Lawyer & Partner
Is the outbreak of the Coronavirus Force Majeure?
Apart from the human tragedy, the Coronavirus will also have negative economic consequences. Among which, it is estimated that lots of contracts can not be performed as expected. So, whether Corona can be deemed as Force Majeure to get an exemption of liabilities for breach of contract, is a question that we would like to figure out. Another question is whether delayed performance or termination of contract is allowed.
Force Majeure in Chinese Law
An example: an auto parts manufacturing company in China cannot deliver a steering gear unit to an African factory of a car manufacturer as stated in the contract. Is this Force Majeure? Of course this depends on the law applicable to the contract.
In case Chinese law is applicable, article 117 of the Contract Law of the PRC, and Article 180 of General Rules of the Civil Law of the PRC stipulates that a party who is unable to perform a contract due to force majeure is exempted from liability in part or in whole in light of the impact of the event of force majeure, except otherwise provided by law. Where an event of force majeure occurs after the party's delay in performance, it is not exempted from such liability. Article 94 of the Contract Law stipulates the parties may terminate the contract under the circumstance of force majeure.
For purposes of this Law, force majeure means any objective circumstances which are unforeseeable, unavoidable and insurmountable.
Obviously, the Covid-19 (Corona) outbreak is an unforeseeable incident, neither experts could have predicted it, let alone the ordinary public. As of now, there are no curable vaccines or effective medicines available. So, it is non-disputable that the Coronavirus is unforeseeable and unavoidable. The only doubt goes to whether it is insurmountable.
From a legal perspective, the Coronavirus shares many similarities with SARs. Let's refer to the cases that happened during the SARs period, to see how force majeure cases were dealt with by the multiple layers of courts of the PRC.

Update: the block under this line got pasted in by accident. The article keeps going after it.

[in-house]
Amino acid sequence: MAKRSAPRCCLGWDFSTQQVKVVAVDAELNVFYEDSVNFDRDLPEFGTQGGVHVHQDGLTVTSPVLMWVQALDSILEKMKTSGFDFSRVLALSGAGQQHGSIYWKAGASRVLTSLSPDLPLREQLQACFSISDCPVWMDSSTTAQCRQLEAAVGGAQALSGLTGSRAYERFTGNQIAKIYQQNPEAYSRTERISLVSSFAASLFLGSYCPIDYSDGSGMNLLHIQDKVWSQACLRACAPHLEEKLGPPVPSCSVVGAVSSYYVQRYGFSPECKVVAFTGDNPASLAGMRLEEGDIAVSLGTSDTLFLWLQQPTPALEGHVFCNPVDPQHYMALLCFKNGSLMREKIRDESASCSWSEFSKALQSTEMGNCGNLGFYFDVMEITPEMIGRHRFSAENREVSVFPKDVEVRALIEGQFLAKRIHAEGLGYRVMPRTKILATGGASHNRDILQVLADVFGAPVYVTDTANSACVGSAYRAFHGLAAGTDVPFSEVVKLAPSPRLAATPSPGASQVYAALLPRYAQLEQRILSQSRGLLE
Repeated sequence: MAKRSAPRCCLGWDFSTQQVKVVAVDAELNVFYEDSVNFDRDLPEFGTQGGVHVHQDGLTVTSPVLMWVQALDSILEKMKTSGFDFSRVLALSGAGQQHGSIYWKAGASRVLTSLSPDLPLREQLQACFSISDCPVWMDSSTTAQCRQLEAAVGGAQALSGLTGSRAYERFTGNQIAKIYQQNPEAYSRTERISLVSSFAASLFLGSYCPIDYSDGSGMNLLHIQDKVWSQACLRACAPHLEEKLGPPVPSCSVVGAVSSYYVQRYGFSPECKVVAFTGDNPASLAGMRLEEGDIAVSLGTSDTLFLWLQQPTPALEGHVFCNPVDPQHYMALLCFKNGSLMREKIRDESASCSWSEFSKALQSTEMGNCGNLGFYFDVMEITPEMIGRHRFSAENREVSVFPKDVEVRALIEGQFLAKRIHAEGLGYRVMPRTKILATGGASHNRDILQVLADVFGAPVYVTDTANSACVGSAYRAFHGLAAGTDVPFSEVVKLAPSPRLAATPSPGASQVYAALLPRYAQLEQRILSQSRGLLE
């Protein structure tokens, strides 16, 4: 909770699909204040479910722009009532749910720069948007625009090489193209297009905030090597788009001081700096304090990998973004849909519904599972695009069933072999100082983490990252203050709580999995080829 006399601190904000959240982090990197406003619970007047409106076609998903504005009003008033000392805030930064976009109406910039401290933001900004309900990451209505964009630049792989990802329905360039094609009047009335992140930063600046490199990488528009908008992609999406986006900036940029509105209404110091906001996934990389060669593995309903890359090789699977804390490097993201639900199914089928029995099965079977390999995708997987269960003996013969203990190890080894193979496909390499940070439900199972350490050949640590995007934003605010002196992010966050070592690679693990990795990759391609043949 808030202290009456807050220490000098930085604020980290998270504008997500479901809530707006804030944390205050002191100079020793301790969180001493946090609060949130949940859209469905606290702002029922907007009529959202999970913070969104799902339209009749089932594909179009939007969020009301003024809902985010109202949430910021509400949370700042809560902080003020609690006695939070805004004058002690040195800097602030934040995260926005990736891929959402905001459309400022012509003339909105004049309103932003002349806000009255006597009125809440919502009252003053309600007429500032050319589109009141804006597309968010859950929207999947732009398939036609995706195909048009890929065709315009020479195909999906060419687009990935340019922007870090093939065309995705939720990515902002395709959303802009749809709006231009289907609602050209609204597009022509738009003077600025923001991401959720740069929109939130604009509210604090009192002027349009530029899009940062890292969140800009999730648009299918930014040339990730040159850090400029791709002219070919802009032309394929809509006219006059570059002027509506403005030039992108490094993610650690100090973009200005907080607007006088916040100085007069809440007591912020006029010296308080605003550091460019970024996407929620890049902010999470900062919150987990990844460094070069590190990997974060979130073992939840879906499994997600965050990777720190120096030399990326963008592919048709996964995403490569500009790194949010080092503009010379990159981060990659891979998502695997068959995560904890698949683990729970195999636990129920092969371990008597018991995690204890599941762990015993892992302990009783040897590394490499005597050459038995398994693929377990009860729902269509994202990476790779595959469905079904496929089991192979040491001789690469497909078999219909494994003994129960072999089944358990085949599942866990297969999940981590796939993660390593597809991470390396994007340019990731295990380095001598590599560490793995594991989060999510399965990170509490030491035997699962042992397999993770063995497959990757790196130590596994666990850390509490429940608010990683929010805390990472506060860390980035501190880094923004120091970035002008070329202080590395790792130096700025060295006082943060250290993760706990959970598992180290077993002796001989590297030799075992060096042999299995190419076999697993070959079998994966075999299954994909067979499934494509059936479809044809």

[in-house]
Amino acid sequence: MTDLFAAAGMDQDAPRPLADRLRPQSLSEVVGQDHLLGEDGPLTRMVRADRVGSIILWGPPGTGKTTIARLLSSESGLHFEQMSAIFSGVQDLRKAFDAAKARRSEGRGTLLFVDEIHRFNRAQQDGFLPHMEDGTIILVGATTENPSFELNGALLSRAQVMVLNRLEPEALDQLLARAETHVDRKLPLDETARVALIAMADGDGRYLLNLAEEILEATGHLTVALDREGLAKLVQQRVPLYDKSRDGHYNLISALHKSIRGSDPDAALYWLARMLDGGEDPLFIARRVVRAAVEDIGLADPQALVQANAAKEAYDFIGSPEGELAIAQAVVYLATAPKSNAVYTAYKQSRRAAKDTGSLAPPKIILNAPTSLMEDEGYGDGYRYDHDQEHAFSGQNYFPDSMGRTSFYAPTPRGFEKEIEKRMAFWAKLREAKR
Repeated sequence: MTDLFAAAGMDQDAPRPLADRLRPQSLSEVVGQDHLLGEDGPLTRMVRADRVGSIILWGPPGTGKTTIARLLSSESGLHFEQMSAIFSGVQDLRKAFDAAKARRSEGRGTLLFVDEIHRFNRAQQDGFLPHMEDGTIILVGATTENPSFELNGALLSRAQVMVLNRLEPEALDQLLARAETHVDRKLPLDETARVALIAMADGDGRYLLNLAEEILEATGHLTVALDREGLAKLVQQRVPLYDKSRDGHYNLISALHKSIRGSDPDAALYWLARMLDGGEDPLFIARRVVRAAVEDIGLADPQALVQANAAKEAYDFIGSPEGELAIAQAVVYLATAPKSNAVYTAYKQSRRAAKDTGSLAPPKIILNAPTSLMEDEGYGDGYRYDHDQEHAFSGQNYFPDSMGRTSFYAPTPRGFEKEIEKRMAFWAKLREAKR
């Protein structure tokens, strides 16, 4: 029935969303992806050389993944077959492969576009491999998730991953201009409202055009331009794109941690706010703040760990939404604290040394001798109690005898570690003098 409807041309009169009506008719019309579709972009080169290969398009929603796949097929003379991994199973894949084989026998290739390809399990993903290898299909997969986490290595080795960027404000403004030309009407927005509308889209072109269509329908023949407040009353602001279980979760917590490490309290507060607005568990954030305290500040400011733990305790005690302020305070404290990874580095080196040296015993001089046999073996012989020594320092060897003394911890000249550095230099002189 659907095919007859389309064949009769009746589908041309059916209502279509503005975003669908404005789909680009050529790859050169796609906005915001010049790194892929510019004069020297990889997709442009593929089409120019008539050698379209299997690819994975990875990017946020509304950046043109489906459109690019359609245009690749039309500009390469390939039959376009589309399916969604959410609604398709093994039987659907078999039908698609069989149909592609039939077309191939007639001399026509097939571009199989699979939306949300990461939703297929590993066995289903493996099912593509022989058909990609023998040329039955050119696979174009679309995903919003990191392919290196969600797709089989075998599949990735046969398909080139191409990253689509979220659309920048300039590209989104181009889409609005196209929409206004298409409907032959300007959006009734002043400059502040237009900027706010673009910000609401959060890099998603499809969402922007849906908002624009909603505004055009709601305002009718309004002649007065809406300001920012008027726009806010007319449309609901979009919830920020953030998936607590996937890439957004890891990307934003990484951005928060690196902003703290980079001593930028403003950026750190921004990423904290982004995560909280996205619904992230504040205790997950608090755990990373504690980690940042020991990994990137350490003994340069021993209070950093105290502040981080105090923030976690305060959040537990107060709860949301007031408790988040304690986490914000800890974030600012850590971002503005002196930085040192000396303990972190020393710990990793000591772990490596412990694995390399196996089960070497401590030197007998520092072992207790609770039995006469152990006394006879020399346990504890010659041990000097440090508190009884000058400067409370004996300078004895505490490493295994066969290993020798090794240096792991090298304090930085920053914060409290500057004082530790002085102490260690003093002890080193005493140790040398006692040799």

Comparison to SARS
On June 11, 2003, the Supreme People's Court issued a guideline to its subordinate courts, stating how to handle trial and enforcement properly according to the Law with respect to SARS. The Supreme court stated the following: "Cases in which parties of the contract can not perform because of SARS can be dealt with according to Article 117 and Article 118 of the Contract Law of the PRC, which is force majeure. In short, the non-performance of contract due to SARS can be recognized as force majeure.
However, also in some “SARS” cases, some courts did not support the application of force majeure, because the government’s acts were deemed to have only partially affected the business activities of the breaching parties and did not directly or radically trigger the non-fulfillment.
So, whether force majeure can be a reason for the exemption of contractual liability should be judged case by case. General judgment rules are: whether the force majeure is the direct cause that one party cannot perform the contract.
On 30 January 2020 the China Council for the Promotion of International Trade stepped in to help companies announcing to offer force majeure certificates to help companies deal with disputes with foreign trading partners. While applying companies must provide legitimate documents such as proof of delays or cancellation of transportation to the council. If contracts state that to rely on force majeure one needs such a certificate by a relevant authority, these certificates may help. Even if the contract does not require such a certificate and these certificates are not necessarily binding on the courts, these are a major help in proving force majeure.